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What a Rare Snow in the Sahara Looks Like From Space

This winter has brought extreme weather to some unexpected places — like snow in the Sahara.

Images captured from the Copernicus Sentinel-2 satellite show the blanketing snowfall in northwest Algeria, right on the edge of the Sahara desert — which averages between 104 degrees and 117 degrees Fahrenheit in the summer. The images were captured on January 7, according to the European Space Agency.

Joshua Stevens/NASA Earth Observatory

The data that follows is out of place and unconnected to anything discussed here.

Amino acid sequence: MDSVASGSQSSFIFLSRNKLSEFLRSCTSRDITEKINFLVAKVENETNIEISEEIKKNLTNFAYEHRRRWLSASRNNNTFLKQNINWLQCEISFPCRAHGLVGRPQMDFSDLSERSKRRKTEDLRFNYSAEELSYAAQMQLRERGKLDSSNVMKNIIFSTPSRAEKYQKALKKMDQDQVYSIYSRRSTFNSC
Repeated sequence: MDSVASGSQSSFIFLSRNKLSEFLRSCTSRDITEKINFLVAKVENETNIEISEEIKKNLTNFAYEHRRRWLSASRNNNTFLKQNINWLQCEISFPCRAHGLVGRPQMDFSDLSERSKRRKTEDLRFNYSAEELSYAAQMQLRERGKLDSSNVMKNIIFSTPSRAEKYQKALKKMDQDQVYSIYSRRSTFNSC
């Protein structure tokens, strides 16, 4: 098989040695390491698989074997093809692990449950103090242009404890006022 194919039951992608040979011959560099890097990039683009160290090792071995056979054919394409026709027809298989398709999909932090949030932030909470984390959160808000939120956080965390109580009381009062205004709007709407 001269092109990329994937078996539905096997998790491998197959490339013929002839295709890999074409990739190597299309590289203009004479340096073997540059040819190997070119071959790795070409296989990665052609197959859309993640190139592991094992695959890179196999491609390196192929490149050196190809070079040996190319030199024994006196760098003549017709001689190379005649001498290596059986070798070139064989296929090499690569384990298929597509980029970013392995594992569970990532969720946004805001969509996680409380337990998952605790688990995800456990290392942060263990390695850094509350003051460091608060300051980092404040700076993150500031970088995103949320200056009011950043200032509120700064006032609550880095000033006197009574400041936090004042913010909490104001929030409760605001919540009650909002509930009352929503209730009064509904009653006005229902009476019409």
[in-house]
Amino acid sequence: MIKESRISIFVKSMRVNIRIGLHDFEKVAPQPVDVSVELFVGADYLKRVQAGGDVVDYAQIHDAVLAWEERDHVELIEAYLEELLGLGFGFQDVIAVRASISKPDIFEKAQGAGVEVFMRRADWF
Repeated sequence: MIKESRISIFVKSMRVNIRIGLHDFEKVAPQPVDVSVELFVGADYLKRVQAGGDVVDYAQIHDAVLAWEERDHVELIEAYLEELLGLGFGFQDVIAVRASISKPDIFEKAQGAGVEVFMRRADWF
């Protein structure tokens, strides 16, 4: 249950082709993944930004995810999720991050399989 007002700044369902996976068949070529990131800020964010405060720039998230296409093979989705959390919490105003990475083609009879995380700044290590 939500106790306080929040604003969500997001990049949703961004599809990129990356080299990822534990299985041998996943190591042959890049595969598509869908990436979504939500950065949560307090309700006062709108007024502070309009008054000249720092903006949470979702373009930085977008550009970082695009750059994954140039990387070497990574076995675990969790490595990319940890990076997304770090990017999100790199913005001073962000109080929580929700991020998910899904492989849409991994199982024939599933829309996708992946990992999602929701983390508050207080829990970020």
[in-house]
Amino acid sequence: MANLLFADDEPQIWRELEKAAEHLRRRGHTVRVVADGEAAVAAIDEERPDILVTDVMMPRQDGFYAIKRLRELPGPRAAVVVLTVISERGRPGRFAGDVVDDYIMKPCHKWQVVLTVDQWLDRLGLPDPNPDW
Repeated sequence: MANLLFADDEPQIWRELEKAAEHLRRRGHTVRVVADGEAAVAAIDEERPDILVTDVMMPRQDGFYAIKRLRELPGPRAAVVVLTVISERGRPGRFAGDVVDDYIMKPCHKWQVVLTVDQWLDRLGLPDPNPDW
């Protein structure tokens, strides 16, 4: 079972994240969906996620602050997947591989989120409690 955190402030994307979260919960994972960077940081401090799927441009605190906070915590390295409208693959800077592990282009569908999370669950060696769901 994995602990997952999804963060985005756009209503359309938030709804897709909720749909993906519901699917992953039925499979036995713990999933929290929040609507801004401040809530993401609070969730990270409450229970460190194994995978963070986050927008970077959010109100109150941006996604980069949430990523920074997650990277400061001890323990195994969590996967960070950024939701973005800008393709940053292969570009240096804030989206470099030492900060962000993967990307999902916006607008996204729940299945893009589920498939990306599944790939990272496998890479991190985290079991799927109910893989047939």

While the snowfall was less than an inch and gone by the next day, the satellite images — both from the ESA and NASA — offer an unusual view of this desert.

Other than this area being extremely warm, the Sahara is also very dry, which makes the accumulation of snow especially rare. However, snow can usually fall on the High Atlas Mountains, according to the ESA.

Ain Sefra Village Algeria Sahara Desert Snow Winter NASA horizonasia
Joshua Stevens/NASA Earth Observatory

The images show the lower Saharan Atlas Mountain Range, where snow is not usually seen. There was snow last year, CNN reported, but before that the last recorded snowfall was nearly 40 years ago.

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